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musicgold1
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Joined: March 25th, 2008, 3:40 pm

Argentina bonds and authority of courts

August 19th, 2014, 12:44 pm

Hi,Please refer to the following below. I am not sure how a court in a country can exercise authority over the matters of another country. Also, what could the US court or the US do if Argentina went ahead and paid the amounts due to its other bondholders? Is the fact that Argentina would have have to use one of the American banks to make this payment is allowing the US to exercise this control?ArticleThanks.
 
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acastaldo
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Joined: October 11th, 2002, 11:24 pm

Argentina bonds and authority of courts

August 20th, 2014, 4:07 pm

Well, Argentina can certainly try to switch to a domestic solution, but the bondholders are not enthusiastic about Argentina's proposed scheme
 
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bearish
Posts: 5897
Joined: February 3rd, 2011, 2:19 pm

Argentina bonds and authority of courts

August 20th, 2014, 11:08 pm

QuoteOriginally posted by: musicgold1Hi,Please refer to the following below. I am not sure how a court in a country can exercise authority over the matters of another country. Also, what could the US court or the US do if Argentina went ahead and paid the amounts due to its other bondholders? Is the fact that Argentina would have have to use one of the American banks to make this payment is allowing the US to exercise this control?ArticleThanks.Well, there is the nagging thing that most of the bonds in question were specifically issued under New York law. This may or may not mean that the Argentinian government ever meant to respect said law, but that would be a reasonable starting point for a legal analysis. The pool of international investors ready to invest in local law bonds issued by habitual defaulters is not all that deep...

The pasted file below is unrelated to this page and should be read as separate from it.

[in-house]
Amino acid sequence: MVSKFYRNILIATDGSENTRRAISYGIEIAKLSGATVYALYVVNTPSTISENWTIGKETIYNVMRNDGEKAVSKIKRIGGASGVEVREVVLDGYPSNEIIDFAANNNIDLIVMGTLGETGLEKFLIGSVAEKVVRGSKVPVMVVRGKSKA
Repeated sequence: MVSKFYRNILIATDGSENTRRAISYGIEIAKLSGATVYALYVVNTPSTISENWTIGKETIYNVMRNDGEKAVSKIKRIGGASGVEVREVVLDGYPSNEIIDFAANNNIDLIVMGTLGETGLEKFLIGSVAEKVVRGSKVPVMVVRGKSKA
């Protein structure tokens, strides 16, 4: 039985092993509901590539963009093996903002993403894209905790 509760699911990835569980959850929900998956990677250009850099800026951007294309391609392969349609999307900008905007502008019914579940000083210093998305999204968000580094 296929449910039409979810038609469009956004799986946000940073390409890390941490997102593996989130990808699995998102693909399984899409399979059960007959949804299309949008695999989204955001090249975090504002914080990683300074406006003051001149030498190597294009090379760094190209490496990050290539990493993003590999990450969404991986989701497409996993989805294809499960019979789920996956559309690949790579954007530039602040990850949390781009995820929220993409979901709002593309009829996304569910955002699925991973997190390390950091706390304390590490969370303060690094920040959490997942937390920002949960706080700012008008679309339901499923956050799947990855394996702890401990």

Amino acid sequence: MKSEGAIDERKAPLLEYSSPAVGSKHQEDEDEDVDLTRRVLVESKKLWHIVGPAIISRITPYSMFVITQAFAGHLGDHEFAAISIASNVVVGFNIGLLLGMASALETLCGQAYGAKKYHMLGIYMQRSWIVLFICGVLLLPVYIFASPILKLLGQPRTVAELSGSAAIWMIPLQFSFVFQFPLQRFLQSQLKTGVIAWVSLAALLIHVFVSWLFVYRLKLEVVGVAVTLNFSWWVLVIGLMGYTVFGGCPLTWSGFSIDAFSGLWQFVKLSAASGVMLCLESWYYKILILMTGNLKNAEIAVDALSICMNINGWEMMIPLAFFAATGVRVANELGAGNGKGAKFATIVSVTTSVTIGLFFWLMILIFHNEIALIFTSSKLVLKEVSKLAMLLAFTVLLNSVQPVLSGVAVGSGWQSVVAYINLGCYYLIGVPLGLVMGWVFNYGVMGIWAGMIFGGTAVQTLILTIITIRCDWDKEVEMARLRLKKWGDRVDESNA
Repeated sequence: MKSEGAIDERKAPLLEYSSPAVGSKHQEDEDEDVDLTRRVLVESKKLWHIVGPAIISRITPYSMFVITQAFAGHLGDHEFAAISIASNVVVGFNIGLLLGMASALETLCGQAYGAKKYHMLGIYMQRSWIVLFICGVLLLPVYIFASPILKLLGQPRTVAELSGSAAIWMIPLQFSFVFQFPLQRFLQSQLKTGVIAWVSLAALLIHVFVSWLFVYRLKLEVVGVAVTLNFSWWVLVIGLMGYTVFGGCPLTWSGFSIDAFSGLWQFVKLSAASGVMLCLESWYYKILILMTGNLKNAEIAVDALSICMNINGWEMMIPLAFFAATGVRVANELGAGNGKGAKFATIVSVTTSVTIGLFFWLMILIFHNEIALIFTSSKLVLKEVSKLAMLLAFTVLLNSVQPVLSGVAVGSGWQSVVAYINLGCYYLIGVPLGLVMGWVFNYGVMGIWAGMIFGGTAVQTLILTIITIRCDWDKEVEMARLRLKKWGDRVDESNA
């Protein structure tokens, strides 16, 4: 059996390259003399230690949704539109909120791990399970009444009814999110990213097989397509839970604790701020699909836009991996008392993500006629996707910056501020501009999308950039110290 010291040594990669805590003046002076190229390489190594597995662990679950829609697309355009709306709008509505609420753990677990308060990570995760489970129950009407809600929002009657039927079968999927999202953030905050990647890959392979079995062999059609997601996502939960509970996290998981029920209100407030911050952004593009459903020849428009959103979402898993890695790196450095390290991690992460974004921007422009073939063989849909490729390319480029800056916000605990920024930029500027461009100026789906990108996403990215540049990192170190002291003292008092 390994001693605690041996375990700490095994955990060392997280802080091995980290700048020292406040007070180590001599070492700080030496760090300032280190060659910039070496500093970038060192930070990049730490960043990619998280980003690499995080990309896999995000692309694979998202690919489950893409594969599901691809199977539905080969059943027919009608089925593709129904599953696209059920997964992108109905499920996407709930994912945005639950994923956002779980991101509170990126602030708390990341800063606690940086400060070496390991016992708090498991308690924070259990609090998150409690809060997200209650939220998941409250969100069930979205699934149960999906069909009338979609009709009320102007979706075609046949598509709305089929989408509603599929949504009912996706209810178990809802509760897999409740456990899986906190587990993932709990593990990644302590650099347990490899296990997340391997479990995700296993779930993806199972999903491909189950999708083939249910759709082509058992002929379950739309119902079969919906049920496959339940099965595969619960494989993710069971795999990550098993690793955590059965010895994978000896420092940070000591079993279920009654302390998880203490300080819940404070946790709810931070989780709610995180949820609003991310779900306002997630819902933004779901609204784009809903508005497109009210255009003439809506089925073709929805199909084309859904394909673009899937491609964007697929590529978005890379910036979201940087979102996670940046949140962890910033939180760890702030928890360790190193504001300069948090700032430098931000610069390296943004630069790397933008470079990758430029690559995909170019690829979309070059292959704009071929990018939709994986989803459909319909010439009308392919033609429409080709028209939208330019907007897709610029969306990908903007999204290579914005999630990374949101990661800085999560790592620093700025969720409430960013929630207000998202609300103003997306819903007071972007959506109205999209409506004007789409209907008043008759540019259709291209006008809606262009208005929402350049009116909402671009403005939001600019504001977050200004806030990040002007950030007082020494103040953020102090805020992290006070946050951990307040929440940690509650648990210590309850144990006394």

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Samsaveel
Posts: 436
Joined: April 20th, 2008, 5:47 am

Argentina bonds and authority of courts

September 1st, 2014, 3:28 pm

it is a very complicated legal issue ,it should be clear if you have the terms of the issued bonds.to answer your question fully would require experts in International Investment law,Human rights Law and International public law.it all has to do with Collective action clauses ,do a Google search for a paper titled : " Collective action clauses ? the way forwardElmar B Koch1this should give you a jump start as to what is really happening !
 
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DominicConnor
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Joined: July 14th, 2002, 3:00 am

Argentina bonds and authority of courts

September 2nd, 2014, 10:04 am